David Shrigley: “Do What You Want to Do, Try Not to Get Bored”

The British artist on his latest book, the joys of self-publishing and why comedy is so important.

David Shrigley
David Shrigley at the Shrig Shop. Image credit: Sofus Graae

By Alice Godwin

David Shrigley is doing exactly what he wants when it comes to his latest book, I Am The Jug You Are The Glass (2022). Self-published through Shrig Shop in Copenhagen—which was founded with gallerist and friend Nicolai Wallner in 2021 and inspired by Keith Haring’s Pop Shop in 1980s New York—the book features three hundred black and white drawings from the past five years, filled with Shrigley’s distinctive sense of deadpan humor. The entire book is rendered in Shrigley’s familiar, childlike scrawl, from the publication details down to the barcode.

I Am the Jug, You Are the Glass by David Shrigley
I Am the Jug, You Are the Glass by David Shrigley. Published by David Shrigley and Shrig Shop.
Image credit: Sofus Graae

A lot has happened over the past half decade. In 2020, Shrigley was awarded an OBE by Queen Elizabeth II, which he found “unexpected and quite a strange thing to happen, but kind of positive.” Then there was the COVID-19 pandemic, which brought travel grinding to a halt. Shrigley enjoyed the opportunity to stay at home in rural Devon in south-west England and draw all day. Through this extraordinary period, Shrigley thinks his humor has not really changed. Instead, “I’ve realized the value of humor. I value it more now probably.”

This book offers a dose of wry Shrigley humor, which has garnered an international following. “I create a certain kind of comedy that people respond to,” Shrigley says. “Comedy is important, people like to laugh, but ultimately, I don’t know why people like it…you have to ask them!” For Shrigley, an artwork has to be for the artist first and foremost, “because if you don’t like it, you can’t expect anyone else to.” Shrigley acknowledges that, at times, his humor might be a little close to the bone, but it doesn’t necessarily matter what you do in the studio: “What matters is who you show the work to and when you show it to them.”

Portrait of David Shrigley
Portrait of David Shrigley at the Shrig Shop. Image credit: Sofus Graae

Though far from the first publication for the Turner Prize-nominated artist, Shrigley has relished the freedom of designing and editing this book himself—a process he intends to continue in the future. “Publishing with a bigger publisher is a bit of a pain in the arse,” he explains, “because you have to do it on their terms and jump through a lot of hoops.” When it comes to organizing an exhibition of his drawings, Shrigley has learned to hand over responsibility to the galleries he works with: “I always end up really surprised at what people choose. They don’t choose the things that I think are brilliant and amazing.” But this book is exactly the way he wants. In the past, Shrigley would lay out photocopies of all his drawings on a big table or the floor: “Now I do it on a computer, which is much easier and more sensible, but it’s still fun.”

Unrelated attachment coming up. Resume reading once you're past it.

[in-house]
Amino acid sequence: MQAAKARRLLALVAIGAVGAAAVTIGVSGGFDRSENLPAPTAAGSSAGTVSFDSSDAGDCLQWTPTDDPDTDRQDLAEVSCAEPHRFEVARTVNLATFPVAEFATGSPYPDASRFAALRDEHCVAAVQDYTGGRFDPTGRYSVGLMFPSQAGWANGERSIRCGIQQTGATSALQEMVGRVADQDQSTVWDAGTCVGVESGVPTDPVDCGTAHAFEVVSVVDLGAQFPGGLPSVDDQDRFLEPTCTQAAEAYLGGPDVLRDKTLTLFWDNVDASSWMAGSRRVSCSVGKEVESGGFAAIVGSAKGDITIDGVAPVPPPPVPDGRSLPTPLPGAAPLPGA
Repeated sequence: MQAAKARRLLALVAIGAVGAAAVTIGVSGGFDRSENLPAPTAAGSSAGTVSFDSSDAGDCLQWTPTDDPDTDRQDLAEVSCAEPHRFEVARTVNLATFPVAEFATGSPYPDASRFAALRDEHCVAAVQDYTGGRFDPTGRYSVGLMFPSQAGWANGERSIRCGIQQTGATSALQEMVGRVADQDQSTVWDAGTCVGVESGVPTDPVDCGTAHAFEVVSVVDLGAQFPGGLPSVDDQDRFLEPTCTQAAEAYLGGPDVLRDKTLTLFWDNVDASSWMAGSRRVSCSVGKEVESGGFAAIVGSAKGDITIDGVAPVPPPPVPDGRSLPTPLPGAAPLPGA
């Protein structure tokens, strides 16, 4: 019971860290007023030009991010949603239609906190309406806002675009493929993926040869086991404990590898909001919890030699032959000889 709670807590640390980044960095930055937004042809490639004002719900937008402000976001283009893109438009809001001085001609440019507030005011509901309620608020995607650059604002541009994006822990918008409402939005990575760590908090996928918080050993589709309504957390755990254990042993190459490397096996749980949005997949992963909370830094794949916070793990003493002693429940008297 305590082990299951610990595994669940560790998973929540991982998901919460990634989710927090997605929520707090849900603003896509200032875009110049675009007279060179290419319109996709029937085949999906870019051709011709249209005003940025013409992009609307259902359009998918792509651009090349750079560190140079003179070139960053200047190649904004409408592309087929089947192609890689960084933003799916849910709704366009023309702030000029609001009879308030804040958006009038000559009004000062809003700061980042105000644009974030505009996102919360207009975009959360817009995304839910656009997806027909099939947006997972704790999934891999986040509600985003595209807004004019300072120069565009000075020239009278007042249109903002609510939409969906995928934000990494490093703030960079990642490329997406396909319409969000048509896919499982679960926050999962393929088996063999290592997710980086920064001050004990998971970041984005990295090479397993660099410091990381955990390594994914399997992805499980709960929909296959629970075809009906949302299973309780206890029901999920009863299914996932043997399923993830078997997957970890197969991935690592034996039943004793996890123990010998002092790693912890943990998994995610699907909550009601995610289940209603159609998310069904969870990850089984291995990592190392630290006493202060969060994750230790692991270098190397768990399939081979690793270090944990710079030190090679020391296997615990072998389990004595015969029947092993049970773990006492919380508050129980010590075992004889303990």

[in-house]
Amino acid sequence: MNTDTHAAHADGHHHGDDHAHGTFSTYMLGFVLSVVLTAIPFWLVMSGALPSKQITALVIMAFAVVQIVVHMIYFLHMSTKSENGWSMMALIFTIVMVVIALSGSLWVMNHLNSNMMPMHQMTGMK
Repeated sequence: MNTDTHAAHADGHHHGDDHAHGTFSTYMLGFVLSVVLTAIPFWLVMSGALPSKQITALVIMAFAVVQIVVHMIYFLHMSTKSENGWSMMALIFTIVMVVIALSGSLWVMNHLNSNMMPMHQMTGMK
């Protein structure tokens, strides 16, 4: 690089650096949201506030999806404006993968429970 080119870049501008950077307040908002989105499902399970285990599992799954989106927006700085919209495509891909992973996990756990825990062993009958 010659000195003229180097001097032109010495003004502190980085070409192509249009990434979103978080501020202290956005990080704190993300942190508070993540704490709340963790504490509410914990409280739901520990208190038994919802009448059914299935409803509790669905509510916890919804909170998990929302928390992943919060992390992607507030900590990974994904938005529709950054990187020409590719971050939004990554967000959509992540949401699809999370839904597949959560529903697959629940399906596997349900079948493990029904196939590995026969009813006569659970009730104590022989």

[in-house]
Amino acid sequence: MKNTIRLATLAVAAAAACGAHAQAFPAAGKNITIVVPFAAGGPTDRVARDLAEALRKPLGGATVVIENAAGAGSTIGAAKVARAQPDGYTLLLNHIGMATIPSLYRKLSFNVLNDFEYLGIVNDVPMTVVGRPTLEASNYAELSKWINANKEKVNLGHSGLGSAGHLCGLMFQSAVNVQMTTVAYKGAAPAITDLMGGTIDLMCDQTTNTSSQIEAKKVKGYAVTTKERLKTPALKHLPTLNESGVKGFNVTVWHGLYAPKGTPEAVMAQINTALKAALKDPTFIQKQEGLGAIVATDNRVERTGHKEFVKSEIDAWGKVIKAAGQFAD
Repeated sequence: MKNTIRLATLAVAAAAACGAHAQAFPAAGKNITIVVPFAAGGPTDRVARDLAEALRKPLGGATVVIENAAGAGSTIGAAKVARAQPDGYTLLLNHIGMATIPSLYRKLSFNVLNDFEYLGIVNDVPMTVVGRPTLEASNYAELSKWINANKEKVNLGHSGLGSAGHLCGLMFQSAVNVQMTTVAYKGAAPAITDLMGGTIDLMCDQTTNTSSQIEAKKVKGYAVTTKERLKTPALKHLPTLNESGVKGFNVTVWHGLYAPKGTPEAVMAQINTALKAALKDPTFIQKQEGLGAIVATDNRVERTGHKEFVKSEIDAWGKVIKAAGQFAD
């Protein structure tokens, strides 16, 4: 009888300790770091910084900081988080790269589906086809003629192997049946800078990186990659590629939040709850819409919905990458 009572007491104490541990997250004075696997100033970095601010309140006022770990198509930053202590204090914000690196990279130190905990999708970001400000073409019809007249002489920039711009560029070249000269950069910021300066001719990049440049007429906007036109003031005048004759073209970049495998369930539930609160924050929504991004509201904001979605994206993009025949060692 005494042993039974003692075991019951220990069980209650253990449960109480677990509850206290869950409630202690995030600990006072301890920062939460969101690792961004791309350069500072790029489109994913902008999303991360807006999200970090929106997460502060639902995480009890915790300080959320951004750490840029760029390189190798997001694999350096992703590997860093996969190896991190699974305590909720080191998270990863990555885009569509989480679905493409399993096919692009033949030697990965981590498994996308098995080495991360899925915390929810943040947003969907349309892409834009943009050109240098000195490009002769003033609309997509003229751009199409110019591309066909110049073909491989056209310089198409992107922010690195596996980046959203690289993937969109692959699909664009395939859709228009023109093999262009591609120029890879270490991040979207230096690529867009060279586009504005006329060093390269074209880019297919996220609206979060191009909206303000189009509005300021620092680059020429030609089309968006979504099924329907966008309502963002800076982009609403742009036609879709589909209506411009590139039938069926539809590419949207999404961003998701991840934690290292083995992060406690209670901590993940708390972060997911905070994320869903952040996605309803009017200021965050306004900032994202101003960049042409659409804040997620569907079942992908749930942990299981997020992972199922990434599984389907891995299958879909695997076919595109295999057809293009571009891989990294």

Book spread from I Am the Jug, You Are the Glass by David Shrigley
Spread from David Shrigley’s I Am the Jug, You Are the Glass. Image credit: Sofus Graae

For Shrigley, a book is a way to tie his drawings together in a cohesive narrative or structure. “It’s a way to give meaning to lots of individual parts,” he says, “which are then presented as a whole. That’s what I like about it.” When it comes to the meaning of his drawings, Shrigley is happy for people to make up their own minds: “It is about whatever the reader thinks it’s about.”

Shrigley has previously said that he began to draw because he had a lot to say, and drawing was the most direct way to say it. These days, Shrigley reflects, “I don’t know if I necessarily have a lot to say, but I have a need to say it, whatever it is. There’s definitely a difference there.” Shrigley’s drawings tussle with the resonance of words and images, and the slippage between the two, purposefully never using one to describe the other.

Shrig Shop in Copenhagen
Shrig Shop, exterior at night. Image credit: Anders Sundberg

While the drawings in I Am The Jug You Are The Glass are all black and white, those in another recently published book, Get Your Shit Together, are in color (“so people can choose between the two or have both!”). For Shrigley, “there are things you can do with color works that you can’t do with black and white and vice versa. I swap between the two because you want to be able to examine everything.” By comparison, Shrigley suggests his black and white drawings are less self-contained and take less time to make than his color works. Their text is also potentially longer. When it comes to choosing between the two, Shrigley considers, “It’s a question of whatever works. Do what you want to do. Try not to get bored.”

I Am the Jug, You Are the Glass (€35) is available at Shrig Shop is on Tullinsgade 3, Copenhagen V, 2300, Denmark.

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